"It does seem pretty wild," she said. "And I can understand why she likes it, why Crystal and Al and Scooter and the rest like it."

"I like it," Jon told her. "I mean, back when I was in high school, I always figured Crystal was some kind of cave woman, but damn, you know, it’s catching. I still don’t think I’d care to make a life out of it like they do, but this trip is going to be just too short."

"I could stand to make a summer or two out of it," she smiled at him. "I don’t think I’d want to make a life out of it, either. After all, it would cut into our life together."

"Yeah, there is that," he whispered softly, just before reaching out with his tongue to lightly touch her earlobe.

"I’m not complaining," she said. "We went so long without a family, but I still can’t quite believe the family I married into."

"It is a little different," Jon grinned.

"It’s a lot different," Tanisha said, a little soberly. "I mean, I still can’t imagine what anyone in my family would think about me lying stark naked under a blue sky, next to the Colorado River, making love to my white husband."

"Yeah," he said. It had been one of those facts of life for him, one that went along with marrying her. They’d known it for years before they got married. "I don’t think they’d exactly react like Mom and Al and Crystal, or even Nanci."

"You know they wouldn’t," she agreed. "Your family just seems to take it in stride, without it meaning anything much," Tanisha said. "Nanci seems to be taking it far better than you thought. The fact that I’m your wife is more important to them than the fact that I’m black."

"Paranoia," Jon said. "I figure Dad would take it about like your family, and I had no idea when Nanci showed up at Flag how much she’d been in contact with Dad." He sighed. "I wonder how he’s doing."

"Your dad?"

"Yeah. Nobody’s heard anything about him in over a year, not since Crystal found us," Jon said. "Not even Nanci. I’ve tried calling him at work, but he just hangs up the phone."

"He probably wouldn’t be very happy if he knew what’s happening the day after tomorrow," she said thoughtfully.

"Probably not," he agreed. "But, you know, I’d really rather not think about that right now."

"Me, either," she said. "It could get morose, and this is too good a chance to pass up."

"Like I said, you’re insatiable," he grinned.

"We should have a little time before dinner," she grinned. "Then, if the campfire doesn’t go too late, we can have some fun the rest of the evening."

"Sounds like a plan," he grinned back, looking toward it. "Anything in particular you’ve got in mind?"

"Oh, I’m sure we’ll come up with something," she laughed, lust in her voice.

*   *   *

"This Diet Pepsi reeks," Tiffany said, making a face as she sat back on the beach, not far from the kitchen. "Just once, I’d like to have a beer, but I guess I can’t."

"Yeah," Josh said, holding his own can of Diet Pepsi in his hand, and glancing over at his pregnant wife. Though he wasn’t much of a drinker, he’d sworn off alcohol for the duration, just to try to make it a little easier for her. She was wearing a conservative bikini in the late afternoon heat, and her pregnancy was showing more than a little, although she wasn’t huge yet and wouldn’t be for a while. They’d had some concerns about making the trip with her pregnant, but their doctor had told them that there wasn’t any reason to be concerned. But still, this would be their first child . . . and, well, it was unexplored country for them. "Guess this will have to do," he conceded. "You doing all right?"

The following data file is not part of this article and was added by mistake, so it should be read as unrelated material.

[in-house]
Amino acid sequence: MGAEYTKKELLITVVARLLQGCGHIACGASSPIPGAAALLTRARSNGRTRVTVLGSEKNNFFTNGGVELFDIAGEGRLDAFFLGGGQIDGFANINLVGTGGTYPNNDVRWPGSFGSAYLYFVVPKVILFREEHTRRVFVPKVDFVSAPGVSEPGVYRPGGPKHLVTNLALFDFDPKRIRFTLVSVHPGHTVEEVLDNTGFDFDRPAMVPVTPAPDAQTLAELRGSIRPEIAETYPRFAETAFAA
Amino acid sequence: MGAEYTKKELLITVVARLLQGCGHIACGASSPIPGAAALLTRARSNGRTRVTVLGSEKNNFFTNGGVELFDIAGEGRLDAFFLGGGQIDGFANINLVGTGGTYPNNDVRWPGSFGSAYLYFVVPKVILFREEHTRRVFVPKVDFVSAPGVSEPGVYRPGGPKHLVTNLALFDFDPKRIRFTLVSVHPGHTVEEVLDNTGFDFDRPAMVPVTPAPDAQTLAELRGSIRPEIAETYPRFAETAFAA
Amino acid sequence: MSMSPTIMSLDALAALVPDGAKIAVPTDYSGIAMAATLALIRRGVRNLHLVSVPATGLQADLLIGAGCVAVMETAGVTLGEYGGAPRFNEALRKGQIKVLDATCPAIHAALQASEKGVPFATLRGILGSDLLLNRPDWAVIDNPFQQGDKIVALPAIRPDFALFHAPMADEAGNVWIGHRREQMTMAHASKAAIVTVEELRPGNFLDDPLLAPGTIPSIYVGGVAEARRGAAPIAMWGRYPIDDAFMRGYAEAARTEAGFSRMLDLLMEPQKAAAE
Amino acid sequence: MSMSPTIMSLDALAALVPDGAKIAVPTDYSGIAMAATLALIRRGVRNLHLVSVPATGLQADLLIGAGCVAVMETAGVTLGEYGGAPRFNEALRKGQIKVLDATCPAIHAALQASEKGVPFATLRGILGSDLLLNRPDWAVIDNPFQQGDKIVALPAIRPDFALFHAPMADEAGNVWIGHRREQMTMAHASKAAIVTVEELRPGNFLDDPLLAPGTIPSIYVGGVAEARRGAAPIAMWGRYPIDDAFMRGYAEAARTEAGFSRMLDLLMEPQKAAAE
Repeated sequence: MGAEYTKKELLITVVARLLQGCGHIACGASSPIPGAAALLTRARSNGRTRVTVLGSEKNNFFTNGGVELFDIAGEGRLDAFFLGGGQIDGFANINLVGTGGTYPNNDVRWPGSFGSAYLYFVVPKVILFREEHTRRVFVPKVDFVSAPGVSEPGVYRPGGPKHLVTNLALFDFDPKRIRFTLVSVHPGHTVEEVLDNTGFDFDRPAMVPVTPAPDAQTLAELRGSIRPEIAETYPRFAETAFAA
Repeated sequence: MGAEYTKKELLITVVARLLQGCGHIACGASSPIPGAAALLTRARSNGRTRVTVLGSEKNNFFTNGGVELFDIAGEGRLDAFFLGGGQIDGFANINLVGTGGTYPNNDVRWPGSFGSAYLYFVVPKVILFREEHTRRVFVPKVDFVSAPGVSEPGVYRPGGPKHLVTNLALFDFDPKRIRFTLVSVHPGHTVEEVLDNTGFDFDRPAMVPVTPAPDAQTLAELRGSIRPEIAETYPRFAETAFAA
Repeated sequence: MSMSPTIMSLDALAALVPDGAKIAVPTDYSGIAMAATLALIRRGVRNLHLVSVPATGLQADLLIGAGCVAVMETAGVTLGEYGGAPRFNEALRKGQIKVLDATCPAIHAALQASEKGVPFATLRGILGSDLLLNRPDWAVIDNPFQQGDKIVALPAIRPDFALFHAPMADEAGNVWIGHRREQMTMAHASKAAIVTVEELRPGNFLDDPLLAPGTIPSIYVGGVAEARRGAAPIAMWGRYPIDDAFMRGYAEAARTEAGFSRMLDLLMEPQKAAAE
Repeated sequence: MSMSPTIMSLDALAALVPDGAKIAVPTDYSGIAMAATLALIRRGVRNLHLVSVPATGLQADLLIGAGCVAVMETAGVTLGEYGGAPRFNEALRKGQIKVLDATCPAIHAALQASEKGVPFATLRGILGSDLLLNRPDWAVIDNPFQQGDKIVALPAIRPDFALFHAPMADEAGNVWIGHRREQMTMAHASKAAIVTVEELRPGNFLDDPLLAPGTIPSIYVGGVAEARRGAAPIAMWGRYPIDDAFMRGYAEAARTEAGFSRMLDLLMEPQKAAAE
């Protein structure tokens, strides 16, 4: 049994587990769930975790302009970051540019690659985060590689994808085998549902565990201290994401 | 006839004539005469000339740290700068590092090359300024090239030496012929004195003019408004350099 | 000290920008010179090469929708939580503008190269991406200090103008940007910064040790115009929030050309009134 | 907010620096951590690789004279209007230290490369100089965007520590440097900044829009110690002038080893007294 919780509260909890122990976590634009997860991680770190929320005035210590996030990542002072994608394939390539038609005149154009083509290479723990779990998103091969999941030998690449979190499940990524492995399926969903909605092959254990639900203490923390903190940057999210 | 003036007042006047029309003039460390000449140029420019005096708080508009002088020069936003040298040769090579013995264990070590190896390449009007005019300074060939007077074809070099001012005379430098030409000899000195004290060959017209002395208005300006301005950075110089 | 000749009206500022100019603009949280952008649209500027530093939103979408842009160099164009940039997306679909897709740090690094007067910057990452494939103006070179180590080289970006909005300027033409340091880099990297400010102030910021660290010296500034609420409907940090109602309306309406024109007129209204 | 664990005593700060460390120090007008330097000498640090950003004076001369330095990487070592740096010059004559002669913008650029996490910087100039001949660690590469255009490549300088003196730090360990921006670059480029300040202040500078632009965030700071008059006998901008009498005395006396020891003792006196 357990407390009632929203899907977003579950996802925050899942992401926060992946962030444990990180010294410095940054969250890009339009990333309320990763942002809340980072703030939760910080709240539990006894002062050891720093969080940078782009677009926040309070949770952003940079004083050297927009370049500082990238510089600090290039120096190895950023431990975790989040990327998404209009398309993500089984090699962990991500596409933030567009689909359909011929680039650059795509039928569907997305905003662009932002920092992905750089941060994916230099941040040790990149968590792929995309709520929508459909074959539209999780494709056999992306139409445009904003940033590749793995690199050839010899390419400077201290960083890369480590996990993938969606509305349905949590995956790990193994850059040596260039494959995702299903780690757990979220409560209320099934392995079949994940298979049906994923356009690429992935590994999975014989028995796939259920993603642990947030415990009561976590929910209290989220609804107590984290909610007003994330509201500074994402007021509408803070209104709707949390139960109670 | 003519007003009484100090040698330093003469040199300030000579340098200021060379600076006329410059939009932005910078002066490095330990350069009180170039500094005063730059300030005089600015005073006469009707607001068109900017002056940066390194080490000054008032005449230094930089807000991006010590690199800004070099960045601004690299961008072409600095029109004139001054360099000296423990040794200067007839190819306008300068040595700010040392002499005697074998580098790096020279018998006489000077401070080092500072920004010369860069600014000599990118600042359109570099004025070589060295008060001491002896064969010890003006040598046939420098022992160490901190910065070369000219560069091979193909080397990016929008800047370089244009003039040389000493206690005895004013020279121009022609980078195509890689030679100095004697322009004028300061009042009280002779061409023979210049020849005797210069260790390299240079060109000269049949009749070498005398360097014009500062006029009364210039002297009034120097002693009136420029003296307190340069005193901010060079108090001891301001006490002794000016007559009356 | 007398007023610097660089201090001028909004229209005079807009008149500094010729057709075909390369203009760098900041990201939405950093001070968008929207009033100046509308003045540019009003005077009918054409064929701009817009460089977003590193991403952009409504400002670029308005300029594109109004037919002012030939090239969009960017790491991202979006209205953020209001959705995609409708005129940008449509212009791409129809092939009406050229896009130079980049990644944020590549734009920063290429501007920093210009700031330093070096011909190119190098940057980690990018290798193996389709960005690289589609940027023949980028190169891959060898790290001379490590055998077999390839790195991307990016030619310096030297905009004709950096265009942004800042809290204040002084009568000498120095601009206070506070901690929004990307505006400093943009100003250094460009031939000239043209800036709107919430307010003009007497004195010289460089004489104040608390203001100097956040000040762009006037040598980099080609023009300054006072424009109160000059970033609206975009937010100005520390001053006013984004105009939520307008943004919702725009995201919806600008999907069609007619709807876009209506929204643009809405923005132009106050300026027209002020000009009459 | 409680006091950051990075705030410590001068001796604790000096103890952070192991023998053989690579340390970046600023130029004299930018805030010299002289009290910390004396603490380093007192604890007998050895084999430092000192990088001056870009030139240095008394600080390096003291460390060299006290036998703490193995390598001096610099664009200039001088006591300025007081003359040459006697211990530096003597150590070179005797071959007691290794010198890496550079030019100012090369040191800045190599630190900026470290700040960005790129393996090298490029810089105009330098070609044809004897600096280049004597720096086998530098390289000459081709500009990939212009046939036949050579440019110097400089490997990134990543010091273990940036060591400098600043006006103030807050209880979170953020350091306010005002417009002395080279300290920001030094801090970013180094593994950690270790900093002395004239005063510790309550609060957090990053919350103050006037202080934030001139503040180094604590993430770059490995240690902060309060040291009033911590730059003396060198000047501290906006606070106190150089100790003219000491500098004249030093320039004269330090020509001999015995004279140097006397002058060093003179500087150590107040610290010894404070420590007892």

"Fine," she said. "You know, it really seems strange."

"What?" he grinned. "Being pregnant?" It was really strange for him. After all, they’d known each other for so long, been friends for so long – well, this was a big step, after all that time. It wasn’t quite the same as raising puppies, after all.

"I’m getting used to it," she told him. "Ask me in about a year if I want to do it again."

"I’ll make a note," he said with a leer.

"I’m sure you will," she said dryly. "Don’t worry, I’ll be taking notes, too. No, the part that seems strange is to be out here in the wilderness when it’s so warm I’m actually a little uncomfortable in a swimsuit, instead of a bunch of layers."

"Yeah," he agreed. "And without a ton of stuff that has to be done right now, dogs that need attention, so many hassles that you can’t really enjoy it."

"That’s it," she said. "There’s absolutely nothing that has to be done in the next five minutes, other than to sit here and try to swallow more of this lousy soda. And, you know what? I sort of enjoy being a little lazy."

"You’re right," he said. "It is strange. Do you realize that we’re actually taking a vacation and enjoying it?"

"Well, it’s not quite the same thing as a big resort hotel, where you spend all your time lying on the beach," Tiffany grinned. "That’s what Jennifer suggested a year ago, and I still think it would bore me shitless. But yeah, this is the kind of vacation I can handle. Lots to see, and out in the wild. I even had fun rowing the raft some."

"Yeah, that was fun," Josh agreed. "You know, up till now we always considered our vacation the drive back from Alaska in the dog truck."

"Well, it was our vacation. A chance to kick back, relax, just talk about stuff, and only have to stop every now and then to drop the dogs."

"Some vacation," he snorted. "Drive, drive, drive, then stop for a while so the dogs can take a dump and get fed. That was sure strange, flying them up this year. But, you know, I’m not sure if I’m even going to go next year. If we have a good dog handler, I may just let Phil take him and stay home with you and little what’s their name."